“Taking an airplane is a lot safer. I’d rather wait in the airport, at least it’s safe,” said user “cha’ersicao” (查尔斯曹).

In the end, more than specific safety concerns for high speed rail, this sentiment is emblematic of a broader lack of trust for government policies generally. Regardless of the project, be it the large scale infrastructure development projects like the Three Gorges Dam or the aforementioned high speed rail or even the local housing development projects and the associated demolitions, people are pessimistic of the intent and the implementation of these projects.

Consequently, the Chinese government is in a bit of a Catch-22 situation: Because of the financial crisis, government policy is necessary, but at the same time it lacks legitimacy. Effectively implementing the kind of comprehensive policy China needs now will inevitably be difficult without the people buying into it. Handling this problem without political liberalization is going to be a difficult task.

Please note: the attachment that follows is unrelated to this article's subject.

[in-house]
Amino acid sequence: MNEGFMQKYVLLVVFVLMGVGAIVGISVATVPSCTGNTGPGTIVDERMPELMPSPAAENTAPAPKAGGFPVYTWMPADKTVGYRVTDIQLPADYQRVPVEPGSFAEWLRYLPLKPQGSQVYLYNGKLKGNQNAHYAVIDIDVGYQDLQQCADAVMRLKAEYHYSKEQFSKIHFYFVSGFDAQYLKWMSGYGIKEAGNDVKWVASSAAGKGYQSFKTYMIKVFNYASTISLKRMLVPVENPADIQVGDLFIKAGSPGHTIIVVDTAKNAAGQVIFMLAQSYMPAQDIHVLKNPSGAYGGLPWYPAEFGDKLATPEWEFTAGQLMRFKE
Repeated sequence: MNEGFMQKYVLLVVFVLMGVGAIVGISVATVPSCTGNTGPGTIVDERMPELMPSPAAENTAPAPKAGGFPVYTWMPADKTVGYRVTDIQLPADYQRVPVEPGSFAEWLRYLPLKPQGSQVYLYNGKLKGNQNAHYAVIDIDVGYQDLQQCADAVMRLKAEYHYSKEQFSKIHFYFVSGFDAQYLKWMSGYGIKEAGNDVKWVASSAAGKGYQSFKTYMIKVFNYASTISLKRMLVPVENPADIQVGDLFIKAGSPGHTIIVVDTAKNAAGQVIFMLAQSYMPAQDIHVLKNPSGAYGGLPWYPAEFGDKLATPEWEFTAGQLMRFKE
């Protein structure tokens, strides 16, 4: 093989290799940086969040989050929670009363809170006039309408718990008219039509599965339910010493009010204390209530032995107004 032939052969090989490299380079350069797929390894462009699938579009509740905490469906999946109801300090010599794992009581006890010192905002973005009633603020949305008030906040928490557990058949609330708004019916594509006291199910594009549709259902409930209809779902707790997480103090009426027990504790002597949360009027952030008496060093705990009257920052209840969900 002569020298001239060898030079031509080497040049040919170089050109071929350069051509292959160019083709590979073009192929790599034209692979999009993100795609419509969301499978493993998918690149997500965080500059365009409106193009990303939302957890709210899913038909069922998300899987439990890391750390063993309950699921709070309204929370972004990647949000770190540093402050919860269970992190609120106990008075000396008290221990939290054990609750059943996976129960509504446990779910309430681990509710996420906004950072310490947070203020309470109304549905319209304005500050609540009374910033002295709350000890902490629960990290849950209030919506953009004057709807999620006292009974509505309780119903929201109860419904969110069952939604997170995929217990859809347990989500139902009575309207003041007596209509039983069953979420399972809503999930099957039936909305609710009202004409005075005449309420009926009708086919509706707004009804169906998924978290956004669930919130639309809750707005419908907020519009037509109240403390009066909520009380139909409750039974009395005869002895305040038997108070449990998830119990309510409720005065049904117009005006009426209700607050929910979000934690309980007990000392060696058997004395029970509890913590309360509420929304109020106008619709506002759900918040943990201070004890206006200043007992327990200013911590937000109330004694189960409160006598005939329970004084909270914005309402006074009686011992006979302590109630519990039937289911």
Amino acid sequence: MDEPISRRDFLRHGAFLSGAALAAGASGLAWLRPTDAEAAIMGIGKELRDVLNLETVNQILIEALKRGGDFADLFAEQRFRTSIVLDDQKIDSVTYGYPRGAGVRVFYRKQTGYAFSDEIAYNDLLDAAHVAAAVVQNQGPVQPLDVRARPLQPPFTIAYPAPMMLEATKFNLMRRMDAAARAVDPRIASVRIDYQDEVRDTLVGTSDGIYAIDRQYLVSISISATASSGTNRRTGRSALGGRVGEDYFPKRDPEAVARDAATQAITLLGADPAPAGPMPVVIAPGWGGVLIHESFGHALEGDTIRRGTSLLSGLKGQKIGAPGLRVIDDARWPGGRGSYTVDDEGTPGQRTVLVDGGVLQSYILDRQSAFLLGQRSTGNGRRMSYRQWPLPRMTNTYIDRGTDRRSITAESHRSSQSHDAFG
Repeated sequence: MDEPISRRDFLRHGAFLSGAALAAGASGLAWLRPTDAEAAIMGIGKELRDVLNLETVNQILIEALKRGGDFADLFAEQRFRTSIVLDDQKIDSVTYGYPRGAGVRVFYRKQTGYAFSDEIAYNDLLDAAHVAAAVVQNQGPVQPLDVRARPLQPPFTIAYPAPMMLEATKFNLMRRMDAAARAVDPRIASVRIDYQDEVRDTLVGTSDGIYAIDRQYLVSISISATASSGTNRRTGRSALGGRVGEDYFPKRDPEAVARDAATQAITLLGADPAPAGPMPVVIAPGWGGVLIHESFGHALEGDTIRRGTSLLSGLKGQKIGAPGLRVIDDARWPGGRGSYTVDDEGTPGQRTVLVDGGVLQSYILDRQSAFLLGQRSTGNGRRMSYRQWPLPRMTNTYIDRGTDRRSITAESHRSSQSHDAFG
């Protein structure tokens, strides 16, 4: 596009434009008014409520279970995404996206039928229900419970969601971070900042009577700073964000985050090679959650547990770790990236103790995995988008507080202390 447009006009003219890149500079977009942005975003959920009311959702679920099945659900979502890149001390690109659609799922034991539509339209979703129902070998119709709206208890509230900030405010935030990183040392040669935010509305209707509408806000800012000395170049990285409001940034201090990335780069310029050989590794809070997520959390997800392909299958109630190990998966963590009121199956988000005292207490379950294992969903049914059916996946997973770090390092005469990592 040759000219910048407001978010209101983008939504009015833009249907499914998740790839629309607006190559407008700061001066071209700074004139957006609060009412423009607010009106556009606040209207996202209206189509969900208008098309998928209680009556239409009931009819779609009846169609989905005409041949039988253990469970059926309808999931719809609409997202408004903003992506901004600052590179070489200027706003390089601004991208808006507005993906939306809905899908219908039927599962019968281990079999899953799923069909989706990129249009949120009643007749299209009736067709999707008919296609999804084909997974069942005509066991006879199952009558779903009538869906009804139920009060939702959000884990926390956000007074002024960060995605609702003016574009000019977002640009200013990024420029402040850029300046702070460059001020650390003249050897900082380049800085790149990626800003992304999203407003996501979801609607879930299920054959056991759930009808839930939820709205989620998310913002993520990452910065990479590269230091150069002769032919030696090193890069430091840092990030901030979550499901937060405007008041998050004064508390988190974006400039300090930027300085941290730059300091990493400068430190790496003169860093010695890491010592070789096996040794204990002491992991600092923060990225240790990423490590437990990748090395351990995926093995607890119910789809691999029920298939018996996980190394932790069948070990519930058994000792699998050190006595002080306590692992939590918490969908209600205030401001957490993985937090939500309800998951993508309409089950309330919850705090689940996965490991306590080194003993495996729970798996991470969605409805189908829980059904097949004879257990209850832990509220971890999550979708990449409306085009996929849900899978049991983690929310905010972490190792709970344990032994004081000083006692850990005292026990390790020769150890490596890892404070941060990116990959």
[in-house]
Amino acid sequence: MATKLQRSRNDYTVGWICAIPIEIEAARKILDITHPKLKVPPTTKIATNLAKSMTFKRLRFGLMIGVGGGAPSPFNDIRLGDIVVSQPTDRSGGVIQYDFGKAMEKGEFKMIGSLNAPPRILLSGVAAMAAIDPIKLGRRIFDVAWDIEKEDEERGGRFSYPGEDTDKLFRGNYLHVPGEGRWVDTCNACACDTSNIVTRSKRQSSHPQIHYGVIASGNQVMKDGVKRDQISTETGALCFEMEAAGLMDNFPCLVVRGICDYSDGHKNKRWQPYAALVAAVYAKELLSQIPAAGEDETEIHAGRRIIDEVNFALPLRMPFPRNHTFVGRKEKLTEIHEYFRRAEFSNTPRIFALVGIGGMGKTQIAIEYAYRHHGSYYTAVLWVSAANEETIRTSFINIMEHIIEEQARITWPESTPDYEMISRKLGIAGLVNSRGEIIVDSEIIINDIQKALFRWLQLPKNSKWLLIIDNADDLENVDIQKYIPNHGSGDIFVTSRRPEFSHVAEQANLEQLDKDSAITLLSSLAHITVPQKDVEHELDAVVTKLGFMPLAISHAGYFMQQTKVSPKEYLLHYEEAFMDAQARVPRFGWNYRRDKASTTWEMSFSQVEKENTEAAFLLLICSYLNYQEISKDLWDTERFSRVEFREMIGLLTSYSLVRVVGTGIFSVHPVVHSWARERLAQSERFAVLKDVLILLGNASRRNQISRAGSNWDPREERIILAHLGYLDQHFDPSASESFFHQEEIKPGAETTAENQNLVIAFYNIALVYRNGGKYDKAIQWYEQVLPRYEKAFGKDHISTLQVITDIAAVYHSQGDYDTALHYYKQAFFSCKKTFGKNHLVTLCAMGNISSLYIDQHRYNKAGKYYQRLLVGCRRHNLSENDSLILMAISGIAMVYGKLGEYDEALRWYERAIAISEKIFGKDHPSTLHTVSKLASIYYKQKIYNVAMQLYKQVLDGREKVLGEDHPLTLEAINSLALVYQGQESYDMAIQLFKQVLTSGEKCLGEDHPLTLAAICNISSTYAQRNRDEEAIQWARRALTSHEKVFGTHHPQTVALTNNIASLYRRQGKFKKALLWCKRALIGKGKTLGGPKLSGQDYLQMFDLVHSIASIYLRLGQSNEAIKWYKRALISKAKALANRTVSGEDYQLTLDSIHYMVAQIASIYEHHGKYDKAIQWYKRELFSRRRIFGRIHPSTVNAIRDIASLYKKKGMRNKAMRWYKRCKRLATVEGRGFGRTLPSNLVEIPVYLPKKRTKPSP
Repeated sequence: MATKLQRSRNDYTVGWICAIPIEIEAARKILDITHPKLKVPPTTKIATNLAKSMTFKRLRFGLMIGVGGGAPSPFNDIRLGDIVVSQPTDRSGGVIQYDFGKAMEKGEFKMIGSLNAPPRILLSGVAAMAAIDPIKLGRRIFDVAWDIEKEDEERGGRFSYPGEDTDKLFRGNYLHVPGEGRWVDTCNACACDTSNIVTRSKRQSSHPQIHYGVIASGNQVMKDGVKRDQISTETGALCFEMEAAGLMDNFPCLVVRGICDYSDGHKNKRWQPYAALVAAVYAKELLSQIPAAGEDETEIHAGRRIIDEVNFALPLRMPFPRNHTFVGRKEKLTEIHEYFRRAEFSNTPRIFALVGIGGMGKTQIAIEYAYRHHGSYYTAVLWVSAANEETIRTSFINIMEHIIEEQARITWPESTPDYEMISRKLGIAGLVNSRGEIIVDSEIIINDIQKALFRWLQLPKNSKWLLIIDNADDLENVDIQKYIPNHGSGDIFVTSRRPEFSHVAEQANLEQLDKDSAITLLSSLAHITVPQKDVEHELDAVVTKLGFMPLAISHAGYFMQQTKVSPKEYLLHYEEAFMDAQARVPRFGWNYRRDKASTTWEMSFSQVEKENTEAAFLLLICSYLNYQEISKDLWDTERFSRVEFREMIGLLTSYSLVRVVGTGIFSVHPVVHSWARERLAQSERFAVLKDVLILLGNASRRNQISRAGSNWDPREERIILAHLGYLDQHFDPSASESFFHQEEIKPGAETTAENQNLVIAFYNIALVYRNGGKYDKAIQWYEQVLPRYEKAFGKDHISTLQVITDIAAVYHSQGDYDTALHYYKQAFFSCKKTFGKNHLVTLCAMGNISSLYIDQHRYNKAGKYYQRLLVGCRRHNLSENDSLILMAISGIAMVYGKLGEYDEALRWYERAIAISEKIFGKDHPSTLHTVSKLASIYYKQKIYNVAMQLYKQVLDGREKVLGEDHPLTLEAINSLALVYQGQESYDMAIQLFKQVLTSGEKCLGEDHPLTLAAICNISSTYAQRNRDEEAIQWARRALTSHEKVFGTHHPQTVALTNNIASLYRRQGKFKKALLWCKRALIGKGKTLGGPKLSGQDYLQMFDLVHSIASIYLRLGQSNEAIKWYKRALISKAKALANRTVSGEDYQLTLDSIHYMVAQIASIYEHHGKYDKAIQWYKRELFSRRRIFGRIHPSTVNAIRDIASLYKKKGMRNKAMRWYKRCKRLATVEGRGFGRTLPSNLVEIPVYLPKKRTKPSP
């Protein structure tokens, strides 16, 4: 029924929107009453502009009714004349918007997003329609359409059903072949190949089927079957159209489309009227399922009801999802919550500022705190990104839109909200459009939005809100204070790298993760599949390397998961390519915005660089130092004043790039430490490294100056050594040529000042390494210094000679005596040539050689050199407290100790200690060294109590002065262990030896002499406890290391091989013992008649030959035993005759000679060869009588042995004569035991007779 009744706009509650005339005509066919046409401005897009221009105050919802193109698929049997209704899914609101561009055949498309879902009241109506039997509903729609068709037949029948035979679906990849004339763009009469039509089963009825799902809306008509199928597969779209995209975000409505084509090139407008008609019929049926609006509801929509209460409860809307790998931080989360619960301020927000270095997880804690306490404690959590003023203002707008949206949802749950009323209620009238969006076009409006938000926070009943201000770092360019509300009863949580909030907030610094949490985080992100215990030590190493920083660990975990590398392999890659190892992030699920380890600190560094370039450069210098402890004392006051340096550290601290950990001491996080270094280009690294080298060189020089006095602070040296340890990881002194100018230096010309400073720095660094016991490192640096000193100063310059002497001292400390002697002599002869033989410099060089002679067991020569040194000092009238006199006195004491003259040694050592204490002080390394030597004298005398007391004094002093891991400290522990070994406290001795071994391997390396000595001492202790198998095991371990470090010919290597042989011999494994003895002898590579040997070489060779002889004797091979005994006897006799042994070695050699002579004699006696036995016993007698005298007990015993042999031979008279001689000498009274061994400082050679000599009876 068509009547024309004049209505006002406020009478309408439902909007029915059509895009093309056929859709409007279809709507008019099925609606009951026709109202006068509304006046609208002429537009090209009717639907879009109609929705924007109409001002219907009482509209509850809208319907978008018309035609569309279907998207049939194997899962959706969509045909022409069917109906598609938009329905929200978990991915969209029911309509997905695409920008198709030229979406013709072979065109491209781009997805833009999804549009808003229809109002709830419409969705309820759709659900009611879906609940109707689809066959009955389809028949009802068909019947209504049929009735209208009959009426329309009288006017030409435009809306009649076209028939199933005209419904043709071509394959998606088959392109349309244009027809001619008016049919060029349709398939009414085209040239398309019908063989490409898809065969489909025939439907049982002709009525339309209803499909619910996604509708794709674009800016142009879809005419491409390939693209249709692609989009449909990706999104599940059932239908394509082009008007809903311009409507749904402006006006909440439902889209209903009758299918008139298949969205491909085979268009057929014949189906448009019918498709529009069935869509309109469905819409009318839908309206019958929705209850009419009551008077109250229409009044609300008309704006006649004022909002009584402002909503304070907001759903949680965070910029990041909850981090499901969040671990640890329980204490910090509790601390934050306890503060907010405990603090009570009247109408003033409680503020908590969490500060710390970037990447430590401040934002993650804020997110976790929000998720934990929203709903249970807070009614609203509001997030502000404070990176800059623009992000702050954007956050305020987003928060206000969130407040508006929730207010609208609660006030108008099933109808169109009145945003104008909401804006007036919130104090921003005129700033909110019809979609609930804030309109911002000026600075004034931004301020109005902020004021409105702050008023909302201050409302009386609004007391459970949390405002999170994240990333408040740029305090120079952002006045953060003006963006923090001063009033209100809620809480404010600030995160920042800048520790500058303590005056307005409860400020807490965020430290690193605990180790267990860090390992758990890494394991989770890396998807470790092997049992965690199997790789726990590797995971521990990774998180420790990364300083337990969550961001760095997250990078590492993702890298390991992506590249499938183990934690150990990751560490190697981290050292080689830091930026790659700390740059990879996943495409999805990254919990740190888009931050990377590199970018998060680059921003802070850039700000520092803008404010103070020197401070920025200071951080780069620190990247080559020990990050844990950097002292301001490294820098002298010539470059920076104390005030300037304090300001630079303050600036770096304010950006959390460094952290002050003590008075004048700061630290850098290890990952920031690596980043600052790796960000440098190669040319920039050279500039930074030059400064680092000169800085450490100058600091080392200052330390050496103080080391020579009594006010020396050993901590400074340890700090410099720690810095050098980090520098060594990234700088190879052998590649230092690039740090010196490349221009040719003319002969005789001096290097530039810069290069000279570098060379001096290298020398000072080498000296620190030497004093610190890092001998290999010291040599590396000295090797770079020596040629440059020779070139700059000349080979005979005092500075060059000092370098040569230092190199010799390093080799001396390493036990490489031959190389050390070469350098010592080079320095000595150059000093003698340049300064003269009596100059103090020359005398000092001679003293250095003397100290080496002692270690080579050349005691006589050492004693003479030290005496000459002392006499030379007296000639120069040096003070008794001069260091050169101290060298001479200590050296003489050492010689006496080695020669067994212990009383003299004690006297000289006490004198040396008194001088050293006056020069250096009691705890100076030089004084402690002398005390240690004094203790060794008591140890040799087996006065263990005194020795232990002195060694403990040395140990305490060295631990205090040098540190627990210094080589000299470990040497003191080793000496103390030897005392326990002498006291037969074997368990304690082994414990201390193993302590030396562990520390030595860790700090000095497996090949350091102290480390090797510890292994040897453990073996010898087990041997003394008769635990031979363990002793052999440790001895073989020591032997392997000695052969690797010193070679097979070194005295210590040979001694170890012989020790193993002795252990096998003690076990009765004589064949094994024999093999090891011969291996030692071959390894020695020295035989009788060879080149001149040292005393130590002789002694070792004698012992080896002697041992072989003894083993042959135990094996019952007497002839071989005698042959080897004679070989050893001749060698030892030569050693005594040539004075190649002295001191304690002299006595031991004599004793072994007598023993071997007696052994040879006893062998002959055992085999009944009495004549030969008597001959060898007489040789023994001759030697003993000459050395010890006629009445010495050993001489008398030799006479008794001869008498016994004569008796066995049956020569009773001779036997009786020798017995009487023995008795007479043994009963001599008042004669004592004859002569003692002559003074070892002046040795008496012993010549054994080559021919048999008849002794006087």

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Recessions and Vice

The impact of a recession on the economics of the illegal drug industry should seem obvious. People have less money, so they spend less on drugs. As a recent Irish Time article notes,

After 15 years of huge growth the trade has crashed, alongside the wider economy. Stockbroking firms don’t report on the condition of the cocaine business, but crime data from a number of sources reveal that the drug trade has contracted significantly in the recession and is now just as distressed as the housing market.